reprinted with amendments and additions from The Sunday Mail

As early as 7 am on a Sunday morning, the City Sports Centre in Harare is already a hive of activity as people jostle to take seats for a church service. One might be deceived into thinking that the service is already under way, but, alas, it is due in about four hours’ time.

As the church service begins, enthusiasm fills the venue as people sing along, with all their hearts, to the songs being churned out by the praise and worship team. “It’s about deliverance of the soul, the spirit and how the Almighty can enrich us spiritually and physically,” says an ecstatic follower, George Mandere. Half into the sermon, another enthusiastic believer confesses, “Before I came to this church, my life was a mess and I was jobless, but now I have been blessed with several cars and houses all over the country.”

The gospel of prosperity is now the new trend in most churches. Quite a number of conservative Christian churches like the Roman Catholic, Anglican and Methodist have lost a significant number of their flock to Pentecostal churches. But it also appears that most of the senior clergymen in these emergent churches are now living luxurious lives.

It is clear that there is now an ideological shift from the original church ideology in these new places of worship. While the “new” churches have been attracting huge numbers, some people have questioned their line of teaching. The Bible says, “Do not store up for yourselves treasures on earth, where moth and rust destroy and where thieves break in and steal.” Another verse goes on to add, “It is easier for a camel to enter through the eye of the needle, than for a rich man to enter the kingdom of heaven.”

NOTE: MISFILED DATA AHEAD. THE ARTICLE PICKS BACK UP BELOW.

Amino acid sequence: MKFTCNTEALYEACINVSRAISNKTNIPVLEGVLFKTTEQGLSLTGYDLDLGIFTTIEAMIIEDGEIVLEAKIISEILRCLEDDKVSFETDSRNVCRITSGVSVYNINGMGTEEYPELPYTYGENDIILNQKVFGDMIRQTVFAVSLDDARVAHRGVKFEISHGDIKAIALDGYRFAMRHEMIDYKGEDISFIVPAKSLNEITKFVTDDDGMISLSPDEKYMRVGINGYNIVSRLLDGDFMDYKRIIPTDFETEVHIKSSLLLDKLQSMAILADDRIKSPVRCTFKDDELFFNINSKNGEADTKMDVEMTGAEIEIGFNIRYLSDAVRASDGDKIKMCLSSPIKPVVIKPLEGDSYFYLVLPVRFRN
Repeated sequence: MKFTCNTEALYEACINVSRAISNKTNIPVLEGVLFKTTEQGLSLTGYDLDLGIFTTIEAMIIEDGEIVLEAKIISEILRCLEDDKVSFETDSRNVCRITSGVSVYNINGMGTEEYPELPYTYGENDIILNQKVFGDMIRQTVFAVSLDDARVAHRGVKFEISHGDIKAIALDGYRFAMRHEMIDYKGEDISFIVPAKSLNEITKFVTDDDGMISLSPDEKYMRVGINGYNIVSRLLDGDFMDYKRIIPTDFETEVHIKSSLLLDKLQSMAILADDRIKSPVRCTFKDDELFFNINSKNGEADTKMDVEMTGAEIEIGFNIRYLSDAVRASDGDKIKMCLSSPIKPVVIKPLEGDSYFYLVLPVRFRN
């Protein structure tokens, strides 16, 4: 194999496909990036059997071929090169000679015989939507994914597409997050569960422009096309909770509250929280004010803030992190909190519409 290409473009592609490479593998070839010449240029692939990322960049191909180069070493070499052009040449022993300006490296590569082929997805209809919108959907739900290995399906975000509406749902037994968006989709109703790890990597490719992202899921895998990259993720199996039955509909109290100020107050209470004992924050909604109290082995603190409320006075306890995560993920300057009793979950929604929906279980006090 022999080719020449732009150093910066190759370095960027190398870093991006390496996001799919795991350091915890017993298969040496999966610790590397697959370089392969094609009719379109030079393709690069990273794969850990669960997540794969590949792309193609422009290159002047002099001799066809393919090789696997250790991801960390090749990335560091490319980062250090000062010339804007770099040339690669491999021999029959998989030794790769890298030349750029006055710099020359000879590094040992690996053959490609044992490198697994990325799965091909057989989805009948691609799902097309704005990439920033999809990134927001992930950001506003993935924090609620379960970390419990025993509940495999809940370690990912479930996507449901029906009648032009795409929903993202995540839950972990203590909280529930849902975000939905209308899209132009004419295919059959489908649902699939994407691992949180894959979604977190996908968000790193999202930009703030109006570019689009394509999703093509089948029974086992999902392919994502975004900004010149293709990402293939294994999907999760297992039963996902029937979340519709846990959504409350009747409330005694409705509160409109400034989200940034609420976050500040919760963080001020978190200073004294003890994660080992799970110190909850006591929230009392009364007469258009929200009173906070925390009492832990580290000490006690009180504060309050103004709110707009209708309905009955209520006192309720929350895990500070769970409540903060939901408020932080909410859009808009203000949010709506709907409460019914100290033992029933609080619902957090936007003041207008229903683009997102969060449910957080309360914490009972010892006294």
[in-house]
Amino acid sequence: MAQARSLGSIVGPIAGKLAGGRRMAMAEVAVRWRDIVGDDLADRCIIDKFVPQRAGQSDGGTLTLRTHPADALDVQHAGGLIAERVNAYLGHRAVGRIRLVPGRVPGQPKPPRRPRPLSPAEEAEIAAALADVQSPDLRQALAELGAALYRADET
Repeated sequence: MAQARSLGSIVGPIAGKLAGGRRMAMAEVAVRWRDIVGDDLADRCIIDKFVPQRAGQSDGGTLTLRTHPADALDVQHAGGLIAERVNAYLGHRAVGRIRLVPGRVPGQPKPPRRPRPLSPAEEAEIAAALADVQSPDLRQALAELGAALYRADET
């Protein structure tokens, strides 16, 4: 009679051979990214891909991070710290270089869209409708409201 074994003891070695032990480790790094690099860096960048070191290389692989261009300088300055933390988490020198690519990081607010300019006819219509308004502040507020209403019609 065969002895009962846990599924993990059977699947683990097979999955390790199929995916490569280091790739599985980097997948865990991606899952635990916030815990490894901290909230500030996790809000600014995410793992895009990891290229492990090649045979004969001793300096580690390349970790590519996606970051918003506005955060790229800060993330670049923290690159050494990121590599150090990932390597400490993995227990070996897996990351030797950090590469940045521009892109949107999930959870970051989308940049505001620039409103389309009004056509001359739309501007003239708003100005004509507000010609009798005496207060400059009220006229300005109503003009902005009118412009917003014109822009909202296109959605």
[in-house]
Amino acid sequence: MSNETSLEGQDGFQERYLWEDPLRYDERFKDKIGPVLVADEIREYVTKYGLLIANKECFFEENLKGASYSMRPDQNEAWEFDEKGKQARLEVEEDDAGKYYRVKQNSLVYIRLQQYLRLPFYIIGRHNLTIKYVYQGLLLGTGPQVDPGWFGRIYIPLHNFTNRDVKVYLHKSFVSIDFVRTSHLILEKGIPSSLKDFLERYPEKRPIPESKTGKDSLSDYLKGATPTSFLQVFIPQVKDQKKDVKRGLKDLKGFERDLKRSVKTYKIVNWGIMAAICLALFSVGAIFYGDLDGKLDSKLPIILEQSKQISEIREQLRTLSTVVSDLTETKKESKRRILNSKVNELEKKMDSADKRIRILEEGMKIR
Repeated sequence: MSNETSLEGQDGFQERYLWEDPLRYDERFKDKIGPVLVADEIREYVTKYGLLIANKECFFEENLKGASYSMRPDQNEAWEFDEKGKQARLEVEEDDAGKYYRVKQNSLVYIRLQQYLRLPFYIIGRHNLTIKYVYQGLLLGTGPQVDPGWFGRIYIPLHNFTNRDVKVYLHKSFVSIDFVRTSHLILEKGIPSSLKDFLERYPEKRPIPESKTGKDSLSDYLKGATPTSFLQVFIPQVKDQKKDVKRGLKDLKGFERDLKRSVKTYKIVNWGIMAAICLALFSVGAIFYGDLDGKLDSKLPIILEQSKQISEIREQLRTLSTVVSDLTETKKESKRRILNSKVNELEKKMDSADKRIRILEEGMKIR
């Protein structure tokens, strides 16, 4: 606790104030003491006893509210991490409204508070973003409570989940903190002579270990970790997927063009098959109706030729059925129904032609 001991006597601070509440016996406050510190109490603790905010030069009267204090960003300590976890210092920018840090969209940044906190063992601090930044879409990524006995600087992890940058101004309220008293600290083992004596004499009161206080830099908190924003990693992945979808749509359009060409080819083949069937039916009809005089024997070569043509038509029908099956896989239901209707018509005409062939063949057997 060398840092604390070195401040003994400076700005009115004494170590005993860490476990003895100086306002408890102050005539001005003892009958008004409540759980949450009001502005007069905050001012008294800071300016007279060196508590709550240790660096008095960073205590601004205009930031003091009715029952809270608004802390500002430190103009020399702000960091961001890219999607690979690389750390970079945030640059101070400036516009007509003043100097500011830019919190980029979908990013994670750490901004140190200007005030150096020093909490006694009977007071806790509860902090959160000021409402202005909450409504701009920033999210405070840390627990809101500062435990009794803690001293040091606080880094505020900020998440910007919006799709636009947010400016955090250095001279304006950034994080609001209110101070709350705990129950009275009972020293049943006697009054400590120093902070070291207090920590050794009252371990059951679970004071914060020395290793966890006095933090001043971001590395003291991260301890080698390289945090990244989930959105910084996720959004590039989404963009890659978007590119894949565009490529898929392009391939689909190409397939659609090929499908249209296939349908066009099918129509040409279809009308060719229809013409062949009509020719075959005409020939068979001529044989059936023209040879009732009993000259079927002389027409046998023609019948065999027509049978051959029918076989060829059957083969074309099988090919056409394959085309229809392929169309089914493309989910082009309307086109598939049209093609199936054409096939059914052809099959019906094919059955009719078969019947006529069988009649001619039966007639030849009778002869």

Head of the Faculty of Social Studies at the University of Zimbabwe Dr. Watch Ruparanganda believes the current trend of the gospel of prosperity is a step in the right direction. “It’s a paradigm shift from the gospel of poverty to the liberating theology which encourages enterprises. Some of the most eminent people in the Bible like Job and Solomon were filthy rich and even the Apostle Paul survived on an enterprising tent-making business. The current trends of social networking have resulted in the need by the people for self-expression and the need for active participation rather than the situation where only the priest was the only actor and the congregation were passive or zombie actors.”

Senior Pastor with the Christ Embassy in Zimbabwe Dr. Ruth Musarurwa said the gospel of prosperity was the rediscovery of the truth. “The word gospel was taken from a Greek word which, if translated, stands for good tidings,” she said. 

Dr Musarurwa added that the poor were the ones who were against the gospel of prosperity.
She also added that God and his Son associated with rich people. “That is why God is often referred to as the God of Abraham, who himself was a very rich person, and not the God of Lazarus,” said Dr. Musarurwa. She said that God did not want the poor in his realm because the Almighty himself is not poor.

Sociologist Karmen Joseph, formerly with the Women’s University in Africa, believes that the conventional religion was a capitalist way of making humans content with  poverty. “Conventional religion was a project of those who owned the means of production to oppress the working class. It was a tool utilised by the capitalists whereby the masses were supposed to relieve their suffering through the act of experiencing religious emotions,” she said quoting from Karl Marx’s views on religion.

As the new gospel trend hits town, many people watching from the sidelines have generated more question than answers. Are the lures of riches, greed, power and dominion over individuals the pull factors to the gospel of prosperity in churches? Or is it a real fact that conventional churches have failed to address the real societal issues hence their decline and the popularity of the new denominations?

But it must also be highlighted that too much wealth, if not properly checked, can ultimately lead to greed and subsequent oppression of others.